Written by: Ron Cotton on September 7th, 2004
Theatrical Release Date: France, October 17th, 2001
Director: Jacques Audiard
Writers: Jacques Audiard, Tonino Benacquista
Cast: Vincent Cassel, Emmanuelle Devos, Olivier Gourmet
DVD Released: July 27th, 2003
Approximate Running Time: 119 minutes
Aspect Ratio: 1.85:1 Anamorphic Widescreen
Sound: Dolby Digital 5.1
DVD Release: Columbia / TriStar
Region Coding: Region 1 NTSC
Retail Price: $29.95
“I am a true product of the ‘cinephile education’ of the seventies and eighties; one film a day, 4 during the weekend. I am sitting on a lot of films. It’s like if I was sleeping in a tool box.” – Jacques Audiard
The lead Carla (Emmanuelle Devos) is a secretary who begrudgingly does her own work as well as others. It begins to take a toll on her emotionally and physically, encompassing her entire life. Being pushed over the brink, she passes out at work. Seeing the condition she’s in, the boss allows her to hire an assistant to alleviate her workload, not knowing her plight. Overzealous of her friends’ affair, she requests for a “perfect” man under a very specific criteria. As luck would have it, her assistant is male regardless of discrimination issues. Paul (Vincent Cassel) whose inexperience and bravado shows though like a sore thumb and determined to keep his parole officer happy. He finds her assistance becoming overwhelming at times and even finds temporary refuge for the assistant. Paul attempts to return her kindness with strong sexual advances that she quickly denies him.
This is a burden that Paul must deal with. Yet, Carla has her own shortcomings. She treats her deafness as if it makes her others horrible invalids. She hides her true obsessions and emotional needs within the confines of her home at night while in the presence of other people; she’s seemingly an emotionally complete self-sufficient individual, at times fooling even herself. Her own motherly protection of others later became total loathing to those she’s enabled over the years. Growing tired of the current state of affairs, Carla with Paul’s assistance turns the tables and takes her rightful place in her office. Her boss, with no where else to turn, must challenge her further with more tasks, giving her the attention she was once deprived. When Carla finds herself a safe haven, it now forces Paul to pay in full a large debt immediately. Paul must choose between his work with Carla or working off his debt. Carla struggles to keep things how they were.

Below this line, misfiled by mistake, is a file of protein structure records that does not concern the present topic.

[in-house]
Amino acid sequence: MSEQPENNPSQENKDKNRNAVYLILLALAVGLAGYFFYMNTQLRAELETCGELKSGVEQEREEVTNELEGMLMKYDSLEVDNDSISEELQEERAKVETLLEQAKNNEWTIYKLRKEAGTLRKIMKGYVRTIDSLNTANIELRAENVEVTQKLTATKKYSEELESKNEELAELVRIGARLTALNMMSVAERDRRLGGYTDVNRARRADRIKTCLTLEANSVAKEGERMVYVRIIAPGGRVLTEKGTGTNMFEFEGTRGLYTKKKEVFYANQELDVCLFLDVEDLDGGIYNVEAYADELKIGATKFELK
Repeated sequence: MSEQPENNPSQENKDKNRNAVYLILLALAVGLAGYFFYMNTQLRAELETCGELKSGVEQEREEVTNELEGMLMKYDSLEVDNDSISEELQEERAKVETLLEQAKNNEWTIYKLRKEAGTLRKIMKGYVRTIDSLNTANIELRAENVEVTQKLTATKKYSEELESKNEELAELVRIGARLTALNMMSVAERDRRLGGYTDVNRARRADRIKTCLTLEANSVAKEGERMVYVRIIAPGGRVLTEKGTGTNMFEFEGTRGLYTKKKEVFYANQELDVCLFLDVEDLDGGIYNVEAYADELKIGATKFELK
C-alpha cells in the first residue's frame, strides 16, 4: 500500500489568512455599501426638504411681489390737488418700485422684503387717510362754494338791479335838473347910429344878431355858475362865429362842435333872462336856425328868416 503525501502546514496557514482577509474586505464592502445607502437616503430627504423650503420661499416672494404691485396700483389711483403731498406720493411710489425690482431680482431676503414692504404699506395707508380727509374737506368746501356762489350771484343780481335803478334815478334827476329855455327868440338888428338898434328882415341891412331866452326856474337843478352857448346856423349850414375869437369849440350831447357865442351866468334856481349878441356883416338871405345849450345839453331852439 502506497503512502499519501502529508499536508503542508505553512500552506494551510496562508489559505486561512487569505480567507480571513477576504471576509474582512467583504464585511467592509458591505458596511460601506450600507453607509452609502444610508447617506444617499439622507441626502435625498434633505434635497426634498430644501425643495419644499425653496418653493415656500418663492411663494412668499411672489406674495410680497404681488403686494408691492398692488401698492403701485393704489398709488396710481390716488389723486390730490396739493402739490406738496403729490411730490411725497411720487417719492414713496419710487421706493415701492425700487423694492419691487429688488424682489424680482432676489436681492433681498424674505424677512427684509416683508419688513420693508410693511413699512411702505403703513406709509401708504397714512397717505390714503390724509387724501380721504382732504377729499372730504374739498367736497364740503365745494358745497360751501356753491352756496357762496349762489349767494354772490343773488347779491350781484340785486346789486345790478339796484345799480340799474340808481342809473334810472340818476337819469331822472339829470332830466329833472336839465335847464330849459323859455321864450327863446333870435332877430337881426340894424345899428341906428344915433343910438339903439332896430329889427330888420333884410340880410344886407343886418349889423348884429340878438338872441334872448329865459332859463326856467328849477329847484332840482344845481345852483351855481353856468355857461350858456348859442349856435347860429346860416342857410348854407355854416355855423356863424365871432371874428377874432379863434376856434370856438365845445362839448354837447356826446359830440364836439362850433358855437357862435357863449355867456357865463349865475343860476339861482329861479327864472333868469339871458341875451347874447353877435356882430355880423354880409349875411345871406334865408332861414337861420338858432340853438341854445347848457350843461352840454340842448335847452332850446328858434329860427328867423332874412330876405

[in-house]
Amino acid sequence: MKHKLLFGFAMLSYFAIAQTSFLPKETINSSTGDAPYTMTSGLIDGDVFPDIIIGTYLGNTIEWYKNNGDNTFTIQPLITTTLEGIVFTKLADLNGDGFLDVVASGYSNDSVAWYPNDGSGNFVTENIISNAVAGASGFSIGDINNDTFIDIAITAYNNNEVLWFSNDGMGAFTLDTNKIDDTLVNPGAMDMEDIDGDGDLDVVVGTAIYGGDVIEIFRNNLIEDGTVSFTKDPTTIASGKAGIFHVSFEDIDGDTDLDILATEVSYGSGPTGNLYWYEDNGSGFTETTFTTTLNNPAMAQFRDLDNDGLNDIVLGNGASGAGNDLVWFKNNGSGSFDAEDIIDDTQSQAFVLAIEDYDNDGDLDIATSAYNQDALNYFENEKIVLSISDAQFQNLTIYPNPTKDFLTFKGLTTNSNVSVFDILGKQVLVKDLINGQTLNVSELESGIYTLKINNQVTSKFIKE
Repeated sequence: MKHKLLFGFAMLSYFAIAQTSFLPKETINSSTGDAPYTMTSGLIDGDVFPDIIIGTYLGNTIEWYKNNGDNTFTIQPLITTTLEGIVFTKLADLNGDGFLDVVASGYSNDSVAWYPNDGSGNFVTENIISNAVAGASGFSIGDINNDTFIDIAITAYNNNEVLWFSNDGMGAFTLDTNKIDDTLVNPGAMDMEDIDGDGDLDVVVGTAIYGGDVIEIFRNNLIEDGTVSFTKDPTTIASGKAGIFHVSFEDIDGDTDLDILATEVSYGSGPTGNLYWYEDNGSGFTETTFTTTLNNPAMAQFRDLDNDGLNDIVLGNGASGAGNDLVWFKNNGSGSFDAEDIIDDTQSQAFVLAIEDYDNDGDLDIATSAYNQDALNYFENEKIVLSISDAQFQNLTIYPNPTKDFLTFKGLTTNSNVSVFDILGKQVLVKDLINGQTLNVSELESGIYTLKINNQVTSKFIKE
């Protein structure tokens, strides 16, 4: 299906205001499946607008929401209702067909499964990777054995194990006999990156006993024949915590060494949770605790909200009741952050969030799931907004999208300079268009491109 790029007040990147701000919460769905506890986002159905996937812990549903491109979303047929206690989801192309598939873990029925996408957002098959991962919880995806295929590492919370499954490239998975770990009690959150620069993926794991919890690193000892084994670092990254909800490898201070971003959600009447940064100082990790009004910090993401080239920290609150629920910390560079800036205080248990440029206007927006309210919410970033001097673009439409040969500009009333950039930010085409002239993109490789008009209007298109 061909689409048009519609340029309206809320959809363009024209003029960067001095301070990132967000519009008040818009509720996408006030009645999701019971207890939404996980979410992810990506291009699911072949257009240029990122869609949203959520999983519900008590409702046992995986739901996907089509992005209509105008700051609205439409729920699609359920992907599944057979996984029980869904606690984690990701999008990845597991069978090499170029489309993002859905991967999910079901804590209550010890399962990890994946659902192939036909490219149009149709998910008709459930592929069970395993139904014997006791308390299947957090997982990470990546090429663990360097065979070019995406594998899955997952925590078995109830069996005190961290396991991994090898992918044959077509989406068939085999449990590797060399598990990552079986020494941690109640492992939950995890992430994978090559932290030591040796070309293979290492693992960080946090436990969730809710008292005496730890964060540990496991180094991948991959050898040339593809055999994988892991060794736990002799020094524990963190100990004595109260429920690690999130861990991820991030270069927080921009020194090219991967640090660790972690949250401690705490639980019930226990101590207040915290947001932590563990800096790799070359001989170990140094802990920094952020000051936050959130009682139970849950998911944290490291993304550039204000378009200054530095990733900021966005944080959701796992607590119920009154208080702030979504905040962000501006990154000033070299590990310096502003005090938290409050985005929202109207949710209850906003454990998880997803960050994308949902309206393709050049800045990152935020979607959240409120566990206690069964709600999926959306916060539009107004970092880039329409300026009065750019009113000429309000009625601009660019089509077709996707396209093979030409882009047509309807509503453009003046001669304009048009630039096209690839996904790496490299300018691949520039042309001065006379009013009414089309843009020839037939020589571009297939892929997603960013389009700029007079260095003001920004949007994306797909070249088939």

The cinematography was very simplistic, and the movie was budget-like. With the exception with those two prior statements I’ve just mentioned, the movie has a heart of gold. A modern film-noir love story that goes beyond what most Americans would see in a love story with everything that American audiences felt they’ve lacked. The dynamics between Carla and Paul were riveting, and the character’s unappealing facial expression and moods adds allure to this film. Love becomes a bargaining chip that Carla and Paul uses against each other, and both cash in for their own selfish needs. The movies build up continues to mount and unexpected events take place, but all comes full circle. The most memorable scenes are in the second half of this film. Carla’s ability of reading lips (as the movie is so aptly named) plays a strong role throughout this film.
This DVD retains the films original 1.85:1 aspect ratio and it has been anamorphic enhanced. The colors are vivid and grain is non-existent. The only audio option is the original French audio track which is in great shape as all dialog and effects are easy to hear and follow. English subtitles have been included they are easy to read and follow. Overall this DVD has been given a solid audio/video presentation. This DVD is lacking the extras department and the only extras include Red My Lips original trailer and trailers for Double Vision and Cowboy Bebop: The Movie.
Read My Lips is an engrossing tale that should be watched at once, and should be on the shelves of Vincent Cassel or Jacques Audiard fans. A few others would have such a bare bones DVD in ones collection. Quintessential movie for its kind, but once you’ve seen, it’s unforgettable and owning this seems redundant. This is truly the mark of a fine film. I’d be hard pressed to say this very statement about most other films, so I must give my very graceful regards to Jacques Audiard for this fine creation. It’s no shock that Read My Lips won three Ceser Awards and an Official Selection in three International Film Festivals.